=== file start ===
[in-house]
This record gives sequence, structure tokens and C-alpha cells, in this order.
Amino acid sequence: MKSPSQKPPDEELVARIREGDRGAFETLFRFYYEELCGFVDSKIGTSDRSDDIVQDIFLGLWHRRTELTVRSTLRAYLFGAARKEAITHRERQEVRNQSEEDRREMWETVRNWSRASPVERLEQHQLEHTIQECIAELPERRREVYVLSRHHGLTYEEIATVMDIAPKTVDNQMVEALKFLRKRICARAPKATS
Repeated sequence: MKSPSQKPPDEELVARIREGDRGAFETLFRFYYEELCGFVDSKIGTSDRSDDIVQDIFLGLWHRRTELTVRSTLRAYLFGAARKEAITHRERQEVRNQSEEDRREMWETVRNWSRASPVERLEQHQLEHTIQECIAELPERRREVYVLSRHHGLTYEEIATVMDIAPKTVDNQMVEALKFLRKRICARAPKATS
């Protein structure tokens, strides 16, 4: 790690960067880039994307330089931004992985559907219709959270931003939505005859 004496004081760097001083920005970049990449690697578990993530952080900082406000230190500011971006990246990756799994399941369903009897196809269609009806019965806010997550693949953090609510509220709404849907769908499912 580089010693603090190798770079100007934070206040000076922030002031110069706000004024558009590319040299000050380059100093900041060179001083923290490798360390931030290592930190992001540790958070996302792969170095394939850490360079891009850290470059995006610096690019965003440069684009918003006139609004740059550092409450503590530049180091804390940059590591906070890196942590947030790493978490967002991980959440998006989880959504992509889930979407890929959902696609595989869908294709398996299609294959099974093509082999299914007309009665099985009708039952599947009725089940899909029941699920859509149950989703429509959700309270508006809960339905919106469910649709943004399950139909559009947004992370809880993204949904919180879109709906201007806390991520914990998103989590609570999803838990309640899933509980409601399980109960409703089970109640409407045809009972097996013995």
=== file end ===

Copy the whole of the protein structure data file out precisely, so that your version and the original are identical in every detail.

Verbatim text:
[in-house]
This record gives sequence, structure tokens and C-alpha cells, in this order.
Amino acid sequence: MKSPSQKPPDEELVARIREGDRGAFETLFRFYYEELCGFVDSKIGTSDRSDDIVQDIFLGLWHRRTELTVRSTLRAYLFGAARKEAITHRERQEVRNQSEEDRREMWETVRNWSRASPVERLEQHQLEHTIQECIAELPERRREVYVLSRHHGLTYEEIATVMDIAPKTVDNQMVEALKFLRKRICARAPKATS
Repeated sequence: MKSPSQKPPDEELVARIREGDRGAFETLFRFYYEELCGFVDSKIGTSDRSDDIVQDIFLGLWHRRTELTVRSTLRAYLFGAARKEAITHRERQEVRNQSEEDRREMWETVRNWSRASPVERLEQHQLEHTIQECIAELPERRREVYVLSRHHGLTYEEIATVMDIAPKTVDNQMVEALKFLRKRICARAPKATS
């Protein structure tokens, strides 16, 4: 790690960067880039994307330089931004992985559907219709959270931003939505005859 004496004081760097001083920005970049990449690697578990993530952080900082406000230190500011971006990246990756799994399941369903009897196809269609009806019965806010997550693949953090609510509220709404849907769908499912 580089010693603090190798770079100007934070206040000076922030002031110069706000004024558009590319040299000050380059100093900041060179001083923290490798360390931030290592930190992001540790958070996302792969170095394939850490360079891009850290470059995006610096690019965003440069684009918003006139609004740059550092409450503590530049180091804390940059590591906070890196942590947030790493978490967002991980959440998006989880959504992509889930979407890929959902696609595989869908294709398996299609294959099974093509082999299914007309009665099985009708039952599947009725089940899909029941699920859509149950989703429509959700309270508006809960339905919106469910649709943004399950139909559009947004992370809880993204949904919180879109709906201007806390991520914990998103989590609570999803838990309640899933509980409601399980109960409703089970109640409407045809009972097996013995």